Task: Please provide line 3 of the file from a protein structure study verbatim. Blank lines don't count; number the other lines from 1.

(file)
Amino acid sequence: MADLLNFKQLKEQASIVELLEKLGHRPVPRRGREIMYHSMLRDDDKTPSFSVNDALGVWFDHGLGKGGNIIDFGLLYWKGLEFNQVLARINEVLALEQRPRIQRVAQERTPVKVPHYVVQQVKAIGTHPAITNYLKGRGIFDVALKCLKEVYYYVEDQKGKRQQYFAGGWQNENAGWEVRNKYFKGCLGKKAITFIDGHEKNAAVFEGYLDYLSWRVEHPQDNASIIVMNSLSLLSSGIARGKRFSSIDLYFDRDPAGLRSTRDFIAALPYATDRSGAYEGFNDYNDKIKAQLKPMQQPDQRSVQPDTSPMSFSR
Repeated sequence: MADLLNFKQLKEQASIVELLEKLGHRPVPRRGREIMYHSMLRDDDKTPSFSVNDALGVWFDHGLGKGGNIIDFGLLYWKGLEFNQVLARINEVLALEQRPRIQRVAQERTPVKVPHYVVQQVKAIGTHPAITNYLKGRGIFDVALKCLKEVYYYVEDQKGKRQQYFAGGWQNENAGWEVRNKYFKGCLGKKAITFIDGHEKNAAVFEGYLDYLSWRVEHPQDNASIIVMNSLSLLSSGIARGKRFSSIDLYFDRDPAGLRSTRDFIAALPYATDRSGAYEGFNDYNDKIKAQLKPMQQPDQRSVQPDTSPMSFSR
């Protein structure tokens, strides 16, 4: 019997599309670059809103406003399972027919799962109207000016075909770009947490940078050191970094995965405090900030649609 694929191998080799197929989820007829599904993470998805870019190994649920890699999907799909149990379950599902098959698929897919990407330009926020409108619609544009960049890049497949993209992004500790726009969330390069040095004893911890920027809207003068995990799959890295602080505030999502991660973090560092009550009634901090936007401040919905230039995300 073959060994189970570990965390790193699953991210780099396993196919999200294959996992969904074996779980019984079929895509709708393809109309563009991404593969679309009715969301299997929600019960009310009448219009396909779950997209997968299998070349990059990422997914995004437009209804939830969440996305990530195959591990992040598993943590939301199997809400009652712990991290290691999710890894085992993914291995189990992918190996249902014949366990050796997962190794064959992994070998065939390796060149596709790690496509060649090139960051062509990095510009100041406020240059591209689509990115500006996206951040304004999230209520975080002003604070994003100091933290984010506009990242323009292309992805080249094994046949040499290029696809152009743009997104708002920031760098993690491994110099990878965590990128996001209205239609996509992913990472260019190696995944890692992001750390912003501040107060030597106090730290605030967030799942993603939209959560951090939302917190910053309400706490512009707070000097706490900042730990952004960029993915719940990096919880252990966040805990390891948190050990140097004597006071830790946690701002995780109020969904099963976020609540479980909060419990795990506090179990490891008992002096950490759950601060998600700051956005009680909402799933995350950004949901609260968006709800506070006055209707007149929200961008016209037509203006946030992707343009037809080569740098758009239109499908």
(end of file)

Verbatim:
């Protein structure tokens, strides 16, 4: 019997599309670059809103406003399972027919799962109207000016075909770009947490940078050191970094995965405090900030649609 694929191998080799197929989820007829599904993470998805870019190994649920890699999907799909149990379950599902098959698929897919990407330009926020409108619609544009960049890049497949993209992004500790726009969330390069040095004893911890920027809207003068995990799959890295602080505030999502991660973090560092009550009634901090936007401040919905230039995300 073959060994189970570990965390790193699953991210780099396993196919999200294959996992969904074996779980019984079929895509709708393809109309563009991404593969679309009715969301299997929600019960009310009448219009396909779950997209997968299998070349990059990422997914995004437009209804939830969440996305990530195959591990992040598993943590939301199997809400009652712990991290290691999710890894085992993914291995189990992918190996249902014949366990050796997962190794064959992994070998065939390796060149596709790690496509060649090139960051062509990095510009100041406020240059591209689509990115500006996206951040304004999230209520975080002003604070994003100091933290984010506009990242323009292309992805080249094994046949040499290029696809152009743009997104708002920031760098993690491994110099990878965590990128996001209205239609996509992913990472260019190696995944890692992001750390912003501040107060030597106090730290605030967030799942993603939209959560951090939302917190910053309400706490512009707070000097706490900042730990952004960029993915719940990096919880252990966040805990390891948190050990140097004597006071830790946690701002995780109020969904099963976020609540479980909060419990795990506090179990490891008992002096950490759950601060998600700051956005009680909402799933995350950004949901609260968006709800506070006055209707007149929200961008016209037509203006946030992707343009037809080569740098758009239109499908």